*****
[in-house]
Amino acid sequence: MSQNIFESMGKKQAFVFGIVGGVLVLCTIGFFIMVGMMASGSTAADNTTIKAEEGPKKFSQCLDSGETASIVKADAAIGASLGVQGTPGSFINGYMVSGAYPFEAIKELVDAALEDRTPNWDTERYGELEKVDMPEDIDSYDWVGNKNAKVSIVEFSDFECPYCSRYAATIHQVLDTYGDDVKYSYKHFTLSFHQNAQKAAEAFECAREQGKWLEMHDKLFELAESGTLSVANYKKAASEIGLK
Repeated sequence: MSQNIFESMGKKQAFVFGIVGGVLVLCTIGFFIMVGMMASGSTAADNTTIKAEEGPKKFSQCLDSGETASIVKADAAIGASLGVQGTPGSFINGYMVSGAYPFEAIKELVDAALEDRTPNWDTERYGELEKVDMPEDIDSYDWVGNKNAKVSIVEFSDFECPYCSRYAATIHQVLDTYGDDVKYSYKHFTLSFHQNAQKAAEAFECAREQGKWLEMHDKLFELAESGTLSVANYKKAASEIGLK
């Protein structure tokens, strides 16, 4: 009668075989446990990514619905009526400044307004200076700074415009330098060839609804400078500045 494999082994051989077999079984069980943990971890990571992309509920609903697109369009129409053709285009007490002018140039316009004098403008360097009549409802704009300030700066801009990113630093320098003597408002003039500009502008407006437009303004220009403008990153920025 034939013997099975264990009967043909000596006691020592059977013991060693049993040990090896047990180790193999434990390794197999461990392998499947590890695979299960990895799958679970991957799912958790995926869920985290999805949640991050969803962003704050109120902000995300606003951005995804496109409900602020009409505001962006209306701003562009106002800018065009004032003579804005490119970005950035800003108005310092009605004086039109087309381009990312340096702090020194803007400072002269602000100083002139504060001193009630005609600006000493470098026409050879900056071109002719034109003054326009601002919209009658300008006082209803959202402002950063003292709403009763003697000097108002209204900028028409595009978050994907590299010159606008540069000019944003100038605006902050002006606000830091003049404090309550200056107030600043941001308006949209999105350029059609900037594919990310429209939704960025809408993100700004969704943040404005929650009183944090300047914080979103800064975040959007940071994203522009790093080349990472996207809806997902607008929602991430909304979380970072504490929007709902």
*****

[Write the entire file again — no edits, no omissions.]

[in-house]
Amino acid sequence: MSQNIFESMGKKQAFVFGIVGGVLVLCTIGFFIMVGMMASGSTAADNTTIKAEEGPKKFSQCLDSGETASIVKADAAIGASLGVQGTPGSFINGYMVSGAYPFEAIKELVDAALEDRTPNWDTERYGELEKVDMPEDIDSYDWVGNKNAKVSIVEFSDFECPYCSRYAATIHQVLDTYGDDVKYSYKHFTLSFHQNAQKAAEAFECAREQGKWLEMHDKLFELAESGTLSVANYKKAASEIGLK
Repeated sequence: MSQNIFESMGKKQAFVFGIVGGVLVLCTIGFFIMVGMMASGSTAADNTTIKAEEGPKKFSQCLDSGETASIVKADAAIGASLGVQGTPGSFINGYMVSGAYPFEAIKELVDAALEDRTPNWDTERYGELEKVDMPEDIDSYDWVGNKNAKVSIVEFSDFECPYCSRYAATIHQVLDTYGDDVKYSYKHFTLSFHQNAQKAAEAFECAREQGKWLEMHDKLFELAESGTLSVANYKKAASEIGLK
């Protein structure tokens, strides 16, 4: 009668075989446990990514619905009526400044307004200076700074415009330098060839609804400078500045 494999082994051989077999079984069980943990971890990571992309509920609903697109369009129409053709285009007490002018140039316009004098403008360097009549409802704009300030700066801009990113630093320098003597408002003039500009502008407006437009303004220009403008990153920025 034939013997099975264990009967043909000596006691020592059977013991060693049993040990090896047990180790193999434990390794197999461990392998499947590890695979299960990895799958679970991957799912958790995926869920985290999805949640991050969803962003704050109120902000995300606003951005995804496109409900602020009409505001962006209306701003562009106002800018065009004032003579804005490119970005950035800003108005310092009605004086039109087309381009990312340096702090020194803007400072002269602000100083002139504060001193009630005609600006000493470098026409050879900056071109002719034109003054326009601002919209009658300008006082209803959202402002950063003292709403009763003697000097108002209204900028028409595009978050994907590299010159606008540069000019944003100038605006902050002006606000830091003049404090309550200056107030600043941001308006949209999105350029059609900037594919990310429209939704960025809408993100700004969704943040404005929650009183944090300047914080979103800064975040959007940071994203522009790093080349990472996207809806997902607008929602991430909304979380970072504490929007709902």